Cycling and music: latest developments.

Okay, so in my last post I mentioned how much I’d enjoyed riding with music for a change. It’s not something I’d done for many years, as I’d never felt it to be a particularly safe thing to do. But when I registered from the Arch to Arc ride that I’m currently preparing for, the registration pack came with a complimentary copy of Cycling Weekly’s “Health and fitness for Cyclists” magazine. And, alongside the training plans and diet tips, what did I find? A four page article extolling the benefits of cycling to music. I still resisted, but last week I decided to give it a go. As I said before, I’m sure it made a difference.


Not in this edition

The next day, I posted an update on Twitter and Facebook asking for suggestions for good cycling music. A few responses came in, mostly fairly pumping rock, as I’d expected. Or songs about cycling, which I’d specifically said I didn’t want. But after the few suggestions, came this, from a very good friend and keen cyclist:

If you need motivation then find other people to cycle with (try your local CTC club for the longer training rides) and leave your music at home, please.

So I responded:

But it’s the solitude I’m enjoying. And at no point did I have it so that I couldn’t hear traffic approaching.

And later that day, this appeared by email

Hi Trevor,

Further to the music + headphones + cycling thing on Facebook…

I know you are a sensible man but also knowing you are out there on your bicycle (doing more time in the saddle than ever before) putting yourself under the same risks that I face every day worries me. So, I hope you’ll understand that the following question and rant comes only out of caring deeply about you.

Would you wear your headphones if you had your son on your bike-seat or in the trailer?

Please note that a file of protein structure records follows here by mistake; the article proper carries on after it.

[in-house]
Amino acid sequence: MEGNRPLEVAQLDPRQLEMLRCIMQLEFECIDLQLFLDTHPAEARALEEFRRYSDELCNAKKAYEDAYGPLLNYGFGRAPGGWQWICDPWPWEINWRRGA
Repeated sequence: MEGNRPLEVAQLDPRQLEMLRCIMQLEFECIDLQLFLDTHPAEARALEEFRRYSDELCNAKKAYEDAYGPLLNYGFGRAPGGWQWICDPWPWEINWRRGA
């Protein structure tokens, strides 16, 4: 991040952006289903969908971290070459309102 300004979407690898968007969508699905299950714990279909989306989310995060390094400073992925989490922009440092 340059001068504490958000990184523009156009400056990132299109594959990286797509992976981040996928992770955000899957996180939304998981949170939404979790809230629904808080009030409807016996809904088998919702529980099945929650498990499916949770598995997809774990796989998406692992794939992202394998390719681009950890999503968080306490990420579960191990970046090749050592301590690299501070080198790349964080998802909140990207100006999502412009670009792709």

I’ll give my reasoning behind asking this question, and even answer it based on my assumptions. My hunch is that you’d say no to the above question. The obvious reason is so that you can communicate with one another. But I think the ‘no’ would reflect far more than that; a desire for 100% attention to the task in hand. If that is the case then why not give yourself the same due care? After all on your solo bike rides your son is still in the equation.

I don’t want to sound melodramatic, and I can’t tell you what to do, but I do feel that I have to at least let you know how I feel.

I believe that listening to music while cycling has multiple negative effects that outweigh the positive ones. Not all threats are noisy so the music doesn’t have to be loud to impair behaviour or put you at risk.

And on a very personal note, this isn’t just about traffic. One of my pet hates is being out on an enjoyable ride on a multi-use path (pedestrians, horses, bikes) and being ‘ignored’ by the joggers and dog-walkers when I ring my bell or shout ‘excuse me’ as I try to pass them safely. Lo and behold they can’t hear me because they are listening to music. The last thing I want is to add headphone-wearing cyclists to this list.